29. On 11 November 2015 the Court of First Instance in Rožaje ruled in favour of the claimants and ordered Z to return the grave marking to S.’s grave within fifteen days. At the same time the court dismissed a request lodged by the claimants for Z to be ordered to remove the mortal remains of his father from S.’s grave, as it found that Z’s father had not been buried there. That decision was upheld by the High Court in Bijelo Polje on 21 December 2015.
30. In September and October 2018 the sanitary inspectorate (Uprava za inspekcijske poslove – odsjek za zdravstveno-sanitarnu inspekciju) issued three decisions allowing the exhumation, transfer and fresh burial of the mortal remains of three persons within Montenegro. In none of those cases was there any relevant dispute among the parties involved.
31. The applicant complained under Article 8 of the Convention that, given the courts’ refusal to rule on her claim on the merits, the State had unlawfully interfered with her private and family life under Article 8, which reads as follows:
“1. Everyone has the right to respect for his private and family life, his home and his correspondence.
2. There shall be no interference by a public authority with the exercise of this right except such as is in accordance with the law and is necessary in a democratic society in the interests of national security, public safety or the economic well-being of the country, for the prevention of disorder or crime, for the protection of health or morals, or for the protection of the rights and freedoms of others.”
32. The Government submitted that the applicant had failed to exhaust all effective domestic remedies. Notably, she had never lodged a request for the exhumation and transfer of her husband’s remains with the sanitary inspectorate or with the relevant municipal burial company, which was responsible for carrying out exhumations and transfers.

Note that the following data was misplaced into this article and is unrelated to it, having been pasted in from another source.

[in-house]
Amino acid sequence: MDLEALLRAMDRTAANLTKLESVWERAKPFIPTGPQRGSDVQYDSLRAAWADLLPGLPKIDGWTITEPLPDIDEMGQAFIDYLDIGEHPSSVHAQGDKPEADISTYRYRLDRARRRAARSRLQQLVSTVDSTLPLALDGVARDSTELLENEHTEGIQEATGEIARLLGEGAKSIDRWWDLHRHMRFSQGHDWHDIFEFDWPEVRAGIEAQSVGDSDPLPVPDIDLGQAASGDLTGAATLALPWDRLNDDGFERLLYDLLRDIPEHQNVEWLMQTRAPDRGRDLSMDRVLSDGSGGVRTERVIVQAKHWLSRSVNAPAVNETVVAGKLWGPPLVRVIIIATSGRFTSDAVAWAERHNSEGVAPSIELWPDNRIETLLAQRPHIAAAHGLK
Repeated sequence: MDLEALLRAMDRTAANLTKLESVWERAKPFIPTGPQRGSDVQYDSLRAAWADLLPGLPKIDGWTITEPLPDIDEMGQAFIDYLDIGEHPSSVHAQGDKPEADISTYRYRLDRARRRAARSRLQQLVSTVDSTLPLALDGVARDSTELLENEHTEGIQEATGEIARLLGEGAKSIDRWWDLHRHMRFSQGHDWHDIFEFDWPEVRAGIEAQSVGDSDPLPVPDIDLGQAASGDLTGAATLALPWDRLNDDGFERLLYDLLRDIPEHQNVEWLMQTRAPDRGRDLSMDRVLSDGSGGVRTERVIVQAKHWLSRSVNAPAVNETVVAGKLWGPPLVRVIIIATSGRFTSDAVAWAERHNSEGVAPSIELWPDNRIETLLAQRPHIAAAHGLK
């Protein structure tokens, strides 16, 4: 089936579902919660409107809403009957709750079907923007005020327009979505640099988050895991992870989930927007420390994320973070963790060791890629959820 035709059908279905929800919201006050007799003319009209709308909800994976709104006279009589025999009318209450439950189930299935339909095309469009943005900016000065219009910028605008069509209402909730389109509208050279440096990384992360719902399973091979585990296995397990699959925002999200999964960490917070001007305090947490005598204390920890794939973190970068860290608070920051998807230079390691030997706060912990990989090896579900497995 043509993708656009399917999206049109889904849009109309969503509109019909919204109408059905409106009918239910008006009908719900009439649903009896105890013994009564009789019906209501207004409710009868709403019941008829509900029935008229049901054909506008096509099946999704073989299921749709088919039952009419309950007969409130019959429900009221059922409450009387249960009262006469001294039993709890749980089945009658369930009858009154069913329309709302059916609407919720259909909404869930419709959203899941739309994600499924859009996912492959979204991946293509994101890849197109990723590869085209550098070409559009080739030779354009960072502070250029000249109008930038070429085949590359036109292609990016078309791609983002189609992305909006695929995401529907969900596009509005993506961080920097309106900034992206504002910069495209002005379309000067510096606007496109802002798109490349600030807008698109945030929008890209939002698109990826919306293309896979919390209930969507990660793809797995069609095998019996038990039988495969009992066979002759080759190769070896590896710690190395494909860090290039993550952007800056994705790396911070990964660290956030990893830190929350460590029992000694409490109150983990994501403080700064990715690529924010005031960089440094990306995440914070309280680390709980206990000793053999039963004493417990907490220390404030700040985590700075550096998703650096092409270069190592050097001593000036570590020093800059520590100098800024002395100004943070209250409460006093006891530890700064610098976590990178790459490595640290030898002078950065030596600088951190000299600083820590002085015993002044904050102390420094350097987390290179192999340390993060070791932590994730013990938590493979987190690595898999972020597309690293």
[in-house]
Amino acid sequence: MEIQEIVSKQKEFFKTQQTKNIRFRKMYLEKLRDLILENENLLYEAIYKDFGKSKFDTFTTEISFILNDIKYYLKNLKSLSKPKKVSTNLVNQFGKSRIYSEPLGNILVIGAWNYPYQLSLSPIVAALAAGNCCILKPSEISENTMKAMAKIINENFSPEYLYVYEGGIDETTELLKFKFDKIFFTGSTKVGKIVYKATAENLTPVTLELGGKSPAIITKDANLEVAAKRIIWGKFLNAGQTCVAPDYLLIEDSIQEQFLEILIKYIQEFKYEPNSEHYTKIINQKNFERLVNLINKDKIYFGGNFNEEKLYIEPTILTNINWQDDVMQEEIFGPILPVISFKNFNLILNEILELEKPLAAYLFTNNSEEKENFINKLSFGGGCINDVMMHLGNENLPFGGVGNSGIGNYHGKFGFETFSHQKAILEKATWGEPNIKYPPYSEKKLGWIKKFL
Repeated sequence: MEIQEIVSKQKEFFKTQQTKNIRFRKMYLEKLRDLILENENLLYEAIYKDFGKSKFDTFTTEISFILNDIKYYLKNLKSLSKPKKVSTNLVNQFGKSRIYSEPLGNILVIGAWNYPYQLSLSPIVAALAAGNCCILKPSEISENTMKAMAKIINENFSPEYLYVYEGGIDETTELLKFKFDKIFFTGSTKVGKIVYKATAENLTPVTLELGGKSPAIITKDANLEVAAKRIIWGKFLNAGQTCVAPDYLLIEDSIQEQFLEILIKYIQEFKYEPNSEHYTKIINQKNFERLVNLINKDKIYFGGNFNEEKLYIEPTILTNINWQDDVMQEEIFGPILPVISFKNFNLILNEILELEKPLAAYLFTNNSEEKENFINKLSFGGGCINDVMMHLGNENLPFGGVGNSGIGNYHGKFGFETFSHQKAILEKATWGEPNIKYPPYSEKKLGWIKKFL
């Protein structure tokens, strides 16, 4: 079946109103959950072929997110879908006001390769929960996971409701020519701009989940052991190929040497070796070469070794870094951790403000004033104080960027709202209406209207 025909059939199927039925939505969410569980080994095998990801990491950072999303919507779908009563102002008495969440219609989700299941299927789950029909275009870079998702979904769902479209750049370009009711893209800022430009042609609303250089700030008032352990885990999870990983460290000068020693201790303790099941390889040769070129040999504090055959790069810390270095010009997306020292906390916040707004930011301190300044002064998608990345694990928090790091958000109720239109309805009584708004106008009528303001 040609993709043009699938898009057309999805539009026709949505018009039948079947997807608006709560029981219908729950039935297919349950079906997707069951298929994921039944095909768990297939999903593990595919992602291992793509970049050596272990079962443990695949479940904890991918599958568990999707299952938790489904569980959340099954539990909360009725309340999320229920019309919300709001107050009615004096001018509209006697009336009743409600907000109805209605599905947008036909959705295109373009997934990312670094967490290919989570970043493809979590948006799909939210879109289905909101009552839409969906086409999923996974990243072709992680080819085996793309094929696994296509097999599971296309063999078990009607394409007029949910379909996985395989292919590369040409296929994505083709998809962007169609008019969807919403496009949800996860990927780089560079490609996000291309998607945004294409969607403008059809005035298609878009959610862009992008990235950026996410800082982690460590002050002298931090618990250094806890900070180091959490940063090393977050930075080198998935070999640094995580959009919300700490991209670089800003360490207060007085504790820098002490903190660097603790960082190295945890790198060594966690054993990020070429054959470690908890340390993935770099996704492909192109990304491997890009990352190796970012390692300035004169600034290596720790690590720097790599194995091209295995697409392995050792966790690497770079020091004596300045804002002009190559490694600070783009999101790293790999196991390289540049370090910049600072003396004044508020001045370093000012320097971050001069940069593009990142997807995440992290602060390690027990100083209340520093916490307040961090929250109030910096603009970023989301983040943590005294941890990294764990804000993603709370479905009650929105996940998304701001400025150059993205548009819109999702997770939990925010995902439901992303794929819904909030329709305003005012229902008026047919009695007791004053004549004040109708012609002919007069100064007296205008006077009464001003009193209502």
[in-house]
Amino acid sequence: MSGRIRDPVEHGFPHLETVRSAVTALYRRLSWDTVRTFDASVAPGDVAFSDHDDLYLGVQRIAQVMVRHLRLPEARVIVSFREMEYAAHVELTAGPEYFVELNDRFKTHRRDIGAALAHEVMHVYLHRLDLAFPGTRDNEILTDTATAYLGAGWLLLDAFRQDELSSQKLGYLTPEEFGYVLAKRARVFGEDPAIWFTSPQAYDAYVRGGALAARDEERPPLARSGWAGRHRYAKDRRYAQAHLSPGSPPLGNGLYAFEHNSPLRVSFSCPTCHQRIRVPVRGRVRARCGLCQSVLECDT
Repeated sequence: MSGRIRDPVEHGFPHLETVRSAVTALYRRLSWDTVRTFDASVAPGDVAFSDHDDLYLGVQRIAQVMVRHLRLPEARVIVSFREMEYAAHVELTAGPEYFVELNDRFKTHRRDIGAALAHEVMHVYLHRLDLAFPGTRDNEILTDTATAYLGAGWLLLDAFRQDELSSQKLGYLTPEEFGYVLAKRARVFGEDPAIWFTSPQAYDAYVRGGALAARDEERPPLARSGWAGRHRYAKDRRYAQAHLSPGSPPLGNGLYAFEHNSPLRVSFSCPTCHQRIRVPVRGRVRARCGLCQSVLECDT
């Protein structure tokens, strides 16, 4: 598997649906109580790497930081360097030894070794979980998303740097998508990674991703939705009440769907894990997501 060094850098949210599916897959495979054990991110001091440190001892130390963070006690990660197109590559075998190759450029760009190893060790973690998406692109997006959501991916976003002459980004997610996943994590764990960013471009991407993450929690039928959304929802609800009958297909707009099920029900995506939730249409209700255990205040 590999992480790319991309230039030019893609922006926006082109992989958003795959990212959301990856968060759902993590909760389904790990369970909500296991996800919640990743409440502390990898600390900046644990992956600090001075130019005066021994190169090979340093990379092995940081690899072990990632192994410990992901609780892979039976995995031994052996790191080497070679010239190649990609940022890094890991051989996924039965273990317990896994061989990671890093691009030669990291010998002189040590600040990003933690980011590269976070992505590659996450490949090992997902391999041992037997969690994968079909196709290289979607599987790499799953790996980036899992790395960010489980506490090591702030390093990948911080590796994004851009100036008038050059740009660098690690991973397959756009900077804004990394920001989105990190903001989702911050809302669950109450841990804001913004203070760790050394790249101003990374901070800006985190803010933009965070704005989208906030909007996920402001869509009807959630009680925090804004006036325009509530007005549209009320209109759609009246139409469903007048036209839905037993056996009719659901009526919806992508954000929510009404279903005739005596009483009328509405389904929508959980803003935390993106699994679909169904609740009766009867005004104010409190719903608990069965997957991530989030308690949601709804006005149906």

33. The Government acknowledged that the consent of the owner of a burial plot from which the exhumation was to be carried out was also necessary. Indeed, the regulations followed by the inspectorate in this regard did not cover cases in which no such consent was given; nor had the Government managed to identify such cases among the inspectorate’s previous decisions, given that this was a very specific case. However, even if the applicant had doubted the effectiveness of a certain remedy she had nevertheless been obliged to attempt to make use of it, as in so doing she would have enabled the sanitary inspectorate to examine all the aspects of her case on the merits, after which she could have lodged an appeal with the Ministry of Health and then initiated administrative proceedings before the Administrative Court. In any event, even if the nephew had given his consent, the exhumation could not have been undertaken without an adequate prior safety assessment by the inspectorate.
34. The Government maintained that the application was also of a fourth-instance nature, as it was not the Court’s task to deal with findings of the national courts relating to the facts and to the interpretation and implementation of national legislation.
35. They furthermore averred that no case-law relating to Article 8 required the State to ensure the identification, exhumation or burial of mortal remains at a family’s request. Clearly there was a conflict of private interests in the case at issue, and what needed to be taken into account was also the interests of the respondent party – that is to say the nephew of the applicant’s husband.
36. Even though the applicant claimed that her husband had wished to be buried in BIH, she had failed to submit any evidence in that regard. According to his nephew the applicant’s husband had been buried in Montenegro pursuant to his own last wish and together with his close family members, whose mortal remains were now all mixed together. In addition, the applicant claimed that her husband had not been buried in BIH owing to the fact that a war had been taking place there at the time of his death. However, that war had ended by the end of 1995, whereas the applicant had sought the nephew’s consent for exhumation only in June 2014 – almost twenty years later.
37. The decision issued by the High Court in Bijelo Polje, to which the applicant had referred, differed from the present case. Firstly, in that case the remains had not been buried in a tomb owned by the claimants. And, secondly, the claim in question had been aimed at obliging the respondent party to remove the remains of his father, and not to establish that they had the right to exhume one person’s mortal remains from another person’s grave.
38. The Government concluded that given the circumstances of the present case the relevant bodies had not been required to undertake measures to transfer the mortal remains of the applicant’s husband. The courts had considered the facts of the case and, after assessing the content of the claim, had decided to reject it. While they acknowledged the emotions involved and the specifics of the situation, the Government submitted that in respect of the instant case the domestic courts had acted in accordance with the regulations in force.